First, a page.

A Sad Story N38 28 W 33 27
We are currently in touch by email with a Swedish boat Miss My, which we have gradually been catching across the watery wastes. They are a family of five and are returning from their own circumnavigation. Their big news 2 days ago was coming upon an abandoned yacht. The yacht had no mast and its lifelines were broken. Miss My went as close as they dared but there was no sign of life so they went on their way.
We thought originally that it might have been one of a group of 5 yachts with 3 that had to be abandoned and 1 that sank in terrible weather out here about 5 weeks ago. However, none of them match the description of this yacht which was called Jane and was a Sun Odyssey 37 according to Olof on Miss My. Very unsettling, I'm not sure what we would have done if we had come across it. It would be tempting to take it in tow but at that point we were over 300 miles from the Azores! I think I would have tried to board it myself if the weather was calm enough and possibly salvage any personal possessions or equipment the owners may have had to leave behind and try to restore it to them...also check that there was not an injured person lying below. I would also have been tempted to scuttle the boat as it is a real danger to other yachts. At night it would be impossible to see and would cause a lot of damage if hit at 5 or 6 knots.
Our only similar scare was coming across an object that we first thought was the up-turned hull of a boat but turned out to be the huge carcass of a whale already becoming rather smelly and covered in sea birds. Happily we have seen 2 other whales on this passage one a humpback and yesterday a fin whale which sauntered past within 15 metres. We were also visited by a pod of athletic pantropical spotted dolphins that played around the boat. One individual did an enormous leap from the water which would easily have cleared our bimini, reaching over 12 ft high. Whilst in mid air it did some impressive body wriggles. Clearly a young male show off!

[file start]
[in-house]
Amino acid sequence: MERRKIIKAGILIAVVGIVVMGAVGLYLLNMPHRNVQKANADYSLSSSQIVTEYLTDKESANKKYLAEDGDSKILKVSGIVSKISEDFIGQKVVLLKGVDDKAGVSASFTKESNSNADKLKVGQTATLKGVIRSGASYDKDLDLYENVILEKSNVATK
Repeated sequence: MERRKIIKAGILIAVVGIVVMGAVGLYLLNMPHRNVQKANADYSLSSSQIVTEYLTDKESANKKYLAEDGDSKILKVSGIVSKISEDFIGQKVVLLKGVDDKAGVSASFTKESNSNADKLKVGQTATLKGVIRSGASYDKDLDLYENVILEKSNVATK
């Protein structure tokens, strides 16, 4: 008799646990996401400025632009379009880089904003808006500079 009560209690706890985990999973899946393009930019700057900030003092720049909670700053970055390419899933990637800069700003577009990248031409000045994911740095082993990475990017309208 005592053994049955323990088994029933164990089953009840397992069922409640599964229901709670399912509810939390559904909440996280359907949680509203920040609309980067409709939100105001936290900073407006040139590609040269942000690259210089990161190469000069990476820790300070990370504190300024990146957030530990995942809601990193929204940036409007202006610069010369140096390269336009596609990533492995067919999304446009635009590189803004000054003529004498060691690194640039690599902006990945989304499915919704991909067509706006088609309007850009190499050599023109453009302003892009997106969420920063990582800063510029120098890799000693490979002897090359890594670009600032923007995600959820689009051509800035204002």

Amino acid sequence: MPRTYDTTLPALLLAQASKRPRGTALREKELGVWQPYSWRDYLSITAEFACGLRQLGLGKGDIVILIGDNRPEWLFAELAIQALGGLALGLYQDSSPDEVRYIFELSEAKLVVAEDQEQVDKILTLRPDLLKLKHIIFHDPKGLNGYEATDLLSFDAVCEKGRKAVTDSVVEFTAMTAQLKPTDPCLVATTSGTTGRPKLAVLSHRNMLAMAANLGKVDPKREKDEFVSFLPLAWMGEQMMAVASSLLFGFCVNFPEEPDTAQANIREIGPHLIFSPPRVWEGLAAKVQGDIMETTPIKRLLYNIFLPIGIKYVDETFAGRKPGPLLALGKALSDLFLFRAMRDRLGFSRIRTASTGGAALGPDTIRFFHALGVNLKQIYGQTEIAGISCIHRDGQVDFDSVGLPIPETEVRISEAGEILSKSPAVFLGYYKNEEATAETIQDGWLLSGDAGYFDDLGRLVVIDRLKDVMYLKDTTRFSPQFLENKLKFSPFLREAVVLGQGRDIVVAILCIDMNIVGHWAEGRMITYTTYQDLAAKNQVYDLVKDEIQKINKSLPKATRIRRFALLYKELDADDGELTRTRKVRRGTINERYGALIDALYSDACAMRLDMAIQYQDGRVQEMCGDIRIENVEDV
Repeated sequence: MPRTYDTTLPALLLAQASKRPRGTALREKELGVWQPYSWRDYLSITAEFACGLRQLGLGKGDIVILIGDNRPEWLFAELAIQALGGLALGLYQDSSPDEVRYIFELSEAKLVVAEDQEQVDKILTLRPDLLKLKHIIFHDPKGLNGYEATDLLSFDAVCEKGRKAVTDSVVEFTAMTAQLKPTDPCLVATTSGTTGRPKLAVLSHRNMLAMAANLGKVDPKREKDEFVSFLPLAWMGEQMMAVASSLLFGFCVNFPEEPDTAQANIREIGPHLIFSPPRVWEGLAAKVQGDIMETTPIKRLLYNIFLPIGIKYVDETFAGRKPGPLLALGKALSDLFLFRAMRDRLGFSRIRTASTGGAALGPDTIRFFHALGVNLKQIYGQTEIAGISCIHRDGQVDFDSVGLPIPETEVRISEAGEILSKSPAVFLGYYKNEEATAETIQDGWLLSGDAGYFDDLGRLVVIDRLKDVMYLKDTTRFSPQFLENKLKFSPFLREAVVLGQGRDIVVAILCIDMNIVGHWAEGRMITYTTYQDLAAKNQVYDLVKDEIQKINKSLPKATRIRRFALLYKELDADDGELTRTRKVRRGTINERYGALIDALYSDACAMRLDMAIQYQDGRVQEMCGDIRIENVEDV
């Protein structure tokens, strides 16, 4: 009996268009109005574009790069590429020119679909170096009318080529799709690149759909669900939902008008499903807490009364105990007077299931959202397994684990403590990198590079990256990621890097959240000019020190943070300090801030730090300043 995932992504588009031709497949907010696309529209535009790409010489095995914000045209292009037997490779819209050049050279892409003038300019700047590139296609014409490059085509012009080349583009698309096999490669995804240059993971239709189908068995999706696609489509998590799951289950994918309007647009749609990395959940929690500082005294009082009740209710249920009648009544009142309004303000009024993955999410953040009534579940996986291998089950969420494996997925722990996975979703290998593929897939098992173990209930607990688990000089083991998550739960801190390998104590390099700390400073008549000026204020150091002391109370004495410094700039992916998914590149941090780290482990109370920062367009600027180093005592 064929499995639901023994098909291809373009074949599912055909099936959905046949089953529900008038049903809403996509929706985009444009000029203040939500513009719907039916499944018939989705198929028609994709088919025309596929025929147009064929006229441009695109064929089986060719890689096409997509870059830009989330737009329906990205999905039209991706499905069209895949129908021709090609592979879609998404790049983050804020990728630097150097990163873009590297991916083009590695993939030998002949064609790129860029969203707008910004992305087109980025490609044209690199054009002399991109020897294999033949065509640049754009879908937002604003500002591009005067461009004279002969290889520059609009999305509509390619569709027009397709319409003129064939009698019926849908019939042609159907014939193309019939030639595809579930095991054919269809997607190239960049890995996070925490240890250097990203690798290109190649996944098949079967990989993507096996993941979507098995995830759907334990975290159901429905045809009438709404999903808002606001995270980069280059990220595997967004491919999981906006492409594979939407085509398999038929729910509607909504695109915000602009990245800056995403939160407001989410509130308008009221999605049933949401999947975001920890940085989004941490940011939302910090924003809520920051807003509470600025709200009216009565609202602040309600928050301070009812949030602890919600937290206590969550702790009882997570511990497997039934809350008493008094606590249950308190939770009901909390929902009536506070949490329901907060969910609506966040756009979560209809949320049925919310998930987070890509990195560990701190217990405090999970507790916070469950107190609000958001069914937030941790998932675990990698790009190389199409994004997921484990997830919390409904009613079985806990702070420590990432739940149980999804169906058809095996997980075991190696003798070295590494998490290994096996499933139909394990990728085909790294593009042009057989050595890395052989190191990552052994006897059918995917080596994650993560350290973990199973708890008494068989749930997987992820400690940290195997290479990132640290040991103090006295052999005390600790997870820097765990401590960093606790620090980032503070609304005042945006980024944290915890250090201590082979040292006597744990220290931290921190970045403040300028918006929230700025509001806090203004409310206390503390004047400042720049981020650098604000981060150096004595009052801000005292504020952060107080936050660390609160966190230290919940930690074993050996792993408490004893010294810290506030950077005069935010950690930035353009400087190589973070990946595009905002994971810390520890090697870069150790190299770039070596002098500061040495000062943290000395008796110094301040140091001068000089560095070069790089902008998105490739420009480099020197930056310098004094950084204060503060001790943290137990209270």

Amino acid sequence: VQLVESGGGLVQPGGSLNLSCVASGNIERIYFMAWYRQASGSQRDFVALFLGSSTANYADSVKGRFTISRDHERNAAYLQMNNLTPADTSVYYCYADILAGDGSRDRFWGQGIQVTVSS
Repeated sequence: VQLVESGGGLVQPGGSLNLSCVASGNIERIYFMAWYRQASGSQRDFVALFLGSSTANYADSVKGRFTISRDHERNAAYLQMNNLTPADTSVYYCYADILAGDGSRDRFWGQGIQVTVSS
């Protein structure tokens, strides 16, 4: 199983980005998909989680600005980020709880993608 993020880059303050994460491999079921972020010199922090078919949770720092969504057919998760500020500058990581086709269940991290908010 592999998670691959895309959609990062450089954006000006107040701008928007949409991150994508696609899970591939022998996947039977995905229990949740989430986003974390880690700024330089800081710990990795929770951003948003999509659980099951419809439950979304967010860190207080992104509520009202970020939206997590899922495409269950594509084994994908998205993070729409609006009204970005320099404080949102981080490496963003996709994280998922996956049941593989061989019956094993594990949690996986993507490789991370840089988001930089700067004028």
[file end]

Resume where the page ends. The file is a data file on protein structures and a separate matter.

So there must be some fish out there but the dolphin have left none for us. The fishing line goes out daily but without success. We continue to see the Portuguese Men of War with their translucent air bladders helping them to sail the oceans They look like sea-through Cornish pasties with iridescent colours outlining the pie crust. Very pretty but deadly.
The wind filled in this morning after some days of very light or no winds. We had to motor a lot yesterday but are now sailing fast with a following wind just like the Trades except that it is a good deal cooler. We hope to arrive Monday early morning. The Azores comprise of 9 islands, we're hoping to visit 5 of them but aim to make our first landfall in Flores which looks as if may be a bit crowded as in the last 2 days we have been overtaken by 3 other bigger yachts, 2 French and 1 Canadian; the little marina at Flores can take only 12 yachts. In Horta on the island of Faial, where we plan to go next, we have learnt there are yachts rafted up 4 deep so no comfy marina berth for us by the looks of it.